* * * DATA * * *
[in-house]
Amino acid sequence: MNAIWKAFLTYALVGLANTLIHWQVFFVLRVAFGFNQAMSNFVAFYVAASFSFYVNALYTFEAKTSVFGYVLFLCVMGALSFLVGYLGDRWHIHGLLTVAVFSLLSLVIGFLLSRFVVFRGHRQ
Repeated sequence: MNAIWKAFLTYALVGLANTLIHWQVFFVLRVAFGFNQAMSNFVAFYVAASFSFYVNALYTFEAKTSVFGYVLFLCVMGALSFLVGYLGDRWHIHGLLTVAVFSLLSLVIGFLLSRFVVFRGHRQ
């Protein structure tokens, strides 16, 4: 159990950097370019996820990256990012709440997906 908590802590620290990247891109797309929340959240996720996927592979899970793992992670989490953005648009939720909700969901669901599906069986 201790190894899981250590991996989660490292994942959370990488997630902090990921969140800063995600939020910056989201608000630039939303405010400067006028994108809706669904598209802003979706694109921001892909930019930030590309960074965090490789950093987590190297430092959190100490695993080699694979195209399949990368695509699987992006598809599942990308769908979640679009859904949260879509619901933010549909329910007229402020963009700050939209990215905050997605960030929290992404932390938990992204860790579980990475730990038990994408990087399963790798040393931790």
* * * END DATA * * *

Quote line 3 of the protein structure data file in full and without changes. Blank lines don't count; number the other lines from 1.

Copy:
Repeated sequence: MNAIWKAFLTYALVGLANTLIHWQVFFVLRVAFGFNQAMSNFVAFYVAASFSFYVNALYTFEAKTSVFGYVLFLCVMGALSFLVGYLGDRWHIHGLLTVAVFSLLSLVIGFLLSRFVVFRGHRQ